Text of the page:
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Energetic Electron Irradiations of Amorphous and Crystalline Sulphur-Bearing Astrochemical Ices

Mifsud, Duncan V., Herczku, Péter, Rácz, Richárd, Rahul, K.K., Kovács, Sándor T. S., Juhász, Zoltán, Sulik, Béla, Biri, Sándor, McCullough, Robert W., Kaňuchová, Zuzana, and others. (2022) Energetic Electron Irradiations of Amorphous and Crystalline Sulphur-Bearing Astrochemical Ices. Frontiers in Chemistry, 10 . Article Number 1003163. E-ISSN 2296-2646. (doi:10.3389/fchem.2022.1003163) (KAR id:97193)

Abstract

Laboratory experiments have confirmed that the radiolytic decay rate of astrochemical ice analogues is dependent upon the solid phase of the target ice, with some crystalline molecular ices being more radio-resistant than their amorphous counterparts. The degree of radio-resistance exhibited by crystalline ice phases is dependent upon the nature, strength, and extent of the intermolecular interactions that characterise their solid structure. For example, it has been shown that crystalline CH3OH decays at a significantly slower rate when irradiated by 2 keV electrons at 20 K than does the amorphous phase due to the stabilising effect imparted by the presence of an extensive array of strong hydrogen bonds. These results have important consequences for the astrochemistry of interstellar ices and outer Solar System bodies, as they imply that the chemical products arising from the irradiation of amorphous ices (which may include prebiotic molecules relevant to biology) should be more abundant than those arising from similar irradiations of crystalline phases. In this present study, we have extended our work on this subject by performing comparative energetic electron irradiations of the amorphous and crystalline phases of the sulphur-bearing molecules H2S and SO2 at 20 K. We have found evidence for phase-dependent chemistry in both these species, with the radiation-induced exponential decay of amorphous H2S being more rapid than that of the crystalline phase, similar to the effect that has been previously observed for CH3OH. For SO2, two fluence regimes are apparent: a low-fluence regime in which the crystalline ice exhibits a rapid exponential decay while the amorphous ice possibly resists decay, and a high-fluence regime in which both phases undergo slow exponential-like decays. We have discussed our results in the contexts of interstellar and Solar System ice astrochemistry and the formation of sulphur allotropes and residues in these settings.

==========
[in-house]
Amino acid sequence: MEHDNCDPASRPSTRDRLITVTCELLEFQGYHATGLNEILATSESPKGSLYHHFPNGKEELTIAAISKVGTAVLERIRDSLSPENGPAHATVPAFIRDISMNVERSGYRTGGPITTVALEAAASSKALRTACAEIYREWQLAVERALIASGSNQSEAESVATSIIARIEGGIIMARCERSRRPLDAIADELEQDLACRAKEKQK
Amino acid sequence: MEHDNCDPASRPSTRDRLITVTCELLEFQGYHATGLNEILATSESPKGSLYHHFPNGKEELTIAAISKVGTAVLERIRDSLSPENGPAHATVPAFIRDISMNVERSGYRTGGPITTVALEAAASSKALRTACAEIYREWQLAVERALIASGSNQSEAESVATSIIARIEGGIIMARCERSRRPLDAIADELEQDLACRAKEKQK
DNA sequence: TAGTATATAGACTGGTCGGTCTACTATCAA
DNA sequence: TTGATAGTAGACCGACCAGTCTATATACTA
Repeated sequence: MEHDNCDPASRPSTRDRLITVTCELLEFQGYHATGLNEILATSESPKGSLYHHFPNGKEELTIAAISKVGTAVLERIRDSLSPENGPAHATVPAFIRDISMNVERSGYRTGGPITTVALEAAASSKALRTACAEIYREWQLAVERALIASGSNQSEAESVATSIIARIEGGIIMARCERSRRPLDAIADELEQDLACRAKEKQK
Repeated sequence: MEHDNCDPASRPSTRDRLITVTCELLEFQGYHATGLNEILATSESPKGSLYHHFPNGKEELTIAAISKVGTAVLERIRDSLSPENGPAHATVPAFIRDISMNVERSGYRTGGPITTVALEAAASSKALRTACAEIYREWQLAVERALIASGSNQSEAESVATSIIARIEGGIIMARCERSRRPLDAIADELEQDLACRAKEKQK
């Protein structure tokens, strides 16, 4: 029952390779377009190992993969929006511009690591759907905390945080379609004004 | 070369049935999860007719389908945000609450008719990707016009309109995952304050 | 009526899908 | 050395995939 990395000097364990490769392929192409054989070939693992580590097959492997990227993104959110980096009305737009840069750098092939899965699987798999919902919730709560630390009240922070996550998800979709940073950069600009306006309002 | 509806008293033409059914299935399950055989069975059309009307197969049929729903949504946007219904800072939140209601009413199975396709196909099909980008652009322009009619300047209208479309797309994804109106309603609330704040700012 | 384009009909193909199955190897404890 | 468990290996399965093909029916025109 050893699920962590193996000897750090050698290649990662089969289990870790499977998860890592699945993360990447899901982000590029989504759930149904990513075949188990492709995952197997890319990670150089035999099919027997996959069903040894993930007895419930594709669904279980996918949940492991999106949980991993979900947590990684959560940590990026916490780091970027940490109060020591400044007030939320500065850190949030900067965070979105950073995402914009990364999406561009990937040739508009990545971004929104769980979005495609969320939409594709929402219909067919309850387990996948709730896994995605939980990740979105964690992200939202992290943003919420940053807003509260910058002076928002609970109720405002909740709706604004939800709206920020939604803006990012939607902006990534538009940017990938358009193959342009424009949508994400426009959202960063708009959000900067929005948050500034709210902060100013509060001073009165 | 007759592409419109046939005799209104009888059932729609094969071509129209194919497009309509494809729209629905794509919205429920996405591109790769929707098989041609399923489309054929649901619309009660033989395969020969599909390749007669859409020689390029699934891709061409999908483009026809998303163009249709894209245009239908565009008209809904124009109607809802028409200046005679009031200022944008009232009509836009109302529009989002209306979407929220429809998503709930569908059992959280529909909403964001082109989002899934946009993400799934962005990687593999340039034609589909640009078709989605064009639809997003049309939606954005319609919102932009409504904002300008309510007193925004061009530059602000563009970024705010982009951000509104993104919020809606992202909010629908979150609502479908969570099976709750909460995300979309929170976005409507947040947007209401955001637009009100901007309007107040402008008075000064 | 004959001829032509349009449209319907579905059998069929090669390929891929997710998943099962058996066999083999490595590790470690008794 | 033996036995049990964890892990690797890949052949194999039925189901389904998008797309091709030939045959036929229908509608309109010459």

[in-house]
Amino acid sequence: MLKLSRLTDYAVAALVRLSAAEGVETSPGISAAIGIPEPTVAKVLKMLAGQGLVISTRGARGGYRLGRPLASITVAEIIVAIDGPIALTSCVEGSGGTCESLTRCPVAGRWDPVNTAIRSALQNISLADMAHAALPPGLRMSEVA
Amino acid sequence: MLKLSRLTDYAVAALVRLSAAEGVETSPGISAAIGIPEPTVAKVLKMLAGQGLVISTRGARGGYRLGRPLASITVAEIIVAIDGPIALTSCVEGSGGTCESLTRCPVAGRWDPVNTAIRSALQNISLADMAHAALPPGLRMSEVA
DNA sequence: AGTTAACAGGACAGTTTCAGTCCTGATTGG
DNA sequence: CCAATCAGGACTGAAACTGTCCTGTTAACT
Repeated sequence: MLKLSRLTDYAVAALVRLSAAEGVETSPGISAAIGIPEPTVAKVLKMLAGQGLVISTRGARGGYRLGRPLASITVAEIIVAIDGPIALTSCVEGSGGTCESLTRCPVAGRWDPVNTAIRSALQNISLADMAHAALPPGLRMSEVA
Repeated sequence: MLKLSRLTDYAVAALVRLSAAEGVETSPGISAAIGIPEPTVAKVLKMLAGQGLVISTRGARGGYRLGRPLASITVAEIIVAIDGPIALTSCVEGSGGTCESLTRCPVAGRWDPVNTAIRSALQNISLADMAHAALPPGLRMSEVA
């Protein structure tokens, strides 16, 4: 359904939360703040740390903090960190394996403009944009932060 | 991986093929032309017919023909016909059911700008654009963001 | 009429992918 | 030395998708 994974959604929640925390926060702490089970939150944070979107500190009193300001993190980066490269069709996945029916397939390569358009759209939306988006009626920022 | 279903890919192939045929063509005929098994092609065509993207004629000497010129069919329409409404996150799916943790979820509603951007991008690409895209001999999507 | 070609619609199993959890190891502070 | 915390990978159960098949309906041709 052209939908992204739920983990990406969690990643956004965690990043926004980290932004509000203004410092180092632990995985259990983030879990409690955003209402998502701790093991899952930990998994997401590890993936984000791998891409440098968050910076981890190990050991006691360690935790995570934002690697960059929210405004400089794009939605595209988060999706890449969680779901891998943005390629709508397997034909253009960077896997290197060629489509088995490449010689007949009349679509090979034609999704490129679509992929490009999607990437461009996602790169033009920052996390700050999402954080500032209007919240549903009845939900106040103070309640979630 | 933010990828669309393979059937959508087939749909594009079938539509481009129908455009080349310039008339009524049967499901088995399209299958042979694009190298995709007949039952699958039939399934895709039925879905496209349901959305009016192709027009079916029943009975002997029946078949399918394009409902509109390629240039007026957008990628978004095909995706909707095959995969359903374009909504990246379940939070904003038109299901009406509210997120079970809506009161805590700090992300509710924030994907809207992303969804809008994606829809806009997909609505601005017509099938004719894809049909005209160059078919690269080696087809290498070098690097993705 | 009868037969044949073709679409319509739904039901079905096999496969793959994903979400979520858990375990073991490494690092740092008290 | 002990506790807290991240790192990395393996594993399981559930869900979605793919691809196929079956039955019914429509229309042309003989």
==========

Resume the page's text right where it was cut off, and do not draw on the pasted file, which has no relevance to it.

Item Type: Article
DOI/Identification number: 10.3389/fchem.2022.1003163
Uncontrolled keywords: astrochemistry; planetary science; electron irradiation; radiation chemistry; amorphous ice; crystalline ice; sulphur
Subjects: Q Science > QD Chemistry > QD478 Solid State Chemistry
Q Science > QB Astronomy > QB460 Astrophysics
Q Science > QB Astronomy > QB651 Planets, Minor
Q Science > QD Chemistry > QD473 Physical properties in relation to structure
Q Science > QD Chemistry > Analytical Chemistry
Divisions: Divisions > Division of Natural Sciences > Physics and Astronomy
Funders: University of Kent (https://ror.org/00xkeyj56)
Royal Society (https://ror.org/03wnrjx87)
Eötvös Loránd University (https://ror.org/01jsq2704)
Depositing User: Duncan Mifsud
Date Deposited: 29 Sep 2022 11:58 UTC
Last Modified: 04 Jul 2023 14:38 UTC
Resource URI: https://kar.kent.ac.uk/id/eprint/97193 (The current URI for this page, for reference purposes)

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